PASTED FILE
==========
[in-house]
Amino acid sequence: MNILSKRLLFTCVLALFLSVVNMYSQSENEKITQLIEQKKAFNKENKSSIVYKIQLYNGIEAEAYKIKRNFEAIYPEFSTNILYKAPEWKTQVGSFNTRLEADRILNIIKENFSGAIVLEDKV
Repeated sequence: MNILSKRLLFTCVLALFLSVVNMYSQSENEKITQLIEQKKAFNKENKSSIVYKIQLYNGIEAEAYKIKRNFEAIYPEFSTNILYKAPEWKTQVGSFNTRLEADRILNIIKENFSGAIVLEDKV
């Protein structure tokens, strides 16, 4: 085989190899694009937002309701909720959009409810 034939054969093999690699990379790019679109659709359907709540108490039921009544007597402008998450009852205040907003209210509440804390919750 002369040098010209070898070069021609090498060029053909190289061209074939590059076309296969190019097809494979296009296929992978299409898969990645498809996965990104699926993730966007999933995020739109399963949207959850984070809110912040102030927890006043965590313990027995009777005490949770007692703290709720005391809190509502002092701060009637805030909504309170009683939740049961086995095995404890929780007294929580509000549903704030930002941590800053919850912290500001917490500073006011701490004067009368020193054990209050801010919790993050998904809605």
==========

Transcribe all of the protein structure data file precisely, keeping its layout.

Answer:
[in-house]
Amino acid sequence: MNILSKRLLFTCVLALFLSVVNMYSQSENEKITQLIEQKKAFNKENKSSIVYKIQLYNGIEAEAYKIKRNFEAIYPEFSTNILYKAPEWKTQVGSFNTRLEADRILNIIKENFSGAIVLEDKV
Repeated sequence: MNILSKRLLFTCVLALFLSVVNMYSQSENEKITQLIEQKKAFNKENKSSIVYKIQLYNGIEAEAYKIKRNFEAIYPEFSTNILYKAPEWKTQVGSFNTRLEADRILNIIKENFSGAIVLEDKV
């Protein structure tokens, strides 16, 4: 085989190899694009937002309701909720959009409810 034939054969093999690699990379790019679109659709359907709540108490039921009544007597402008998450009852205040907003209210509440804390919750 002369040098010209070898070069021609090498060029053909190289061209074939590059076309296969190019097809494979296009296929992978299409898969990645498809996965990104699926993730966007999933995020739109399963949207959850984070809110912040102030927890006043965590313990027995009777005490949770007692703290709720005391809190509502002092701060009637805030909504309170009683939740049961086995095995404890929780007294929580509000549903704030930002941590800053919850912290500001917490500073006011701490004067009368020193054990209050801010919790993050998904809605």